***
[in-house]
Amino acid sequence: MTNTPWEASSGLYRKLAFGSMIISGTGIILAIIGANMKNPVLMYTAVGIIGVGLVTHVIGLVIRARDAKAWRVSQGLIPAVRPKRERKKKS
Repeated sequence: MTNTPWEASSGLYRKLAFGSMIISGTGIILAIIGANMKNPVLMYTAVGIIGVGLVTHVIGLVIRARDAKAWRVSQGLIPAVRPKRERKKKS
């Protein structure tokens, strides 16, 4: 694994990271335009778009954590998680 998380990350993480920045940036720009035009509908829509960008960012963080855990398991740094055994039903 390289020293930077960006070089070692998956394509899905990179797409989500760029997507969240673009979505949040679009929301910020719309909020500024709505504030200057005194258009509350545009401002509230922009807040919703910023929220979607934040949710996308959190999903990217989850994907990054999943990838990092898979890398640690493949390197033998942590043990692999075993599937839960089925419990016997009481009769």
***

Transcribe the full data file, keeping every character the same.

[in-house]
Amino acid sequence: MTNTPWEASSGLYRKLAFGSMIISGTGIILAIIGANMKNPVLMYTAVGIIGVGLVTHVIGLVIRARDAKAWRVSQGLIPAVRPKRERKKKS
Repeated sequence: MTNTPWEASSGLYRKLAFGSMIISGTGIILAIIGANMKNPVLMYTAVGIIGVGLVTHVIGLVIRARDAKAWRVSQGLIPAVRPKRERKKKS
């Protein structure tokens, strides 16, 4: 694994990271335009778009954590998680 998380990350993480920045940036720009035009509908829509960008960012963080855990398991740094055994039903 390289020293930077960006070089070692998956394509899905990179797409989500760029997507969240673009979505949040679009929301910020719309909020500024709505504030200057005194258009509350545009401002509230922009807040919703910023929220979607934040949710996308959190999903990217989850994907990054999943990838990092898979890398640690493949390197033998942590043990692999075993599937839960089925419990016997009481009769």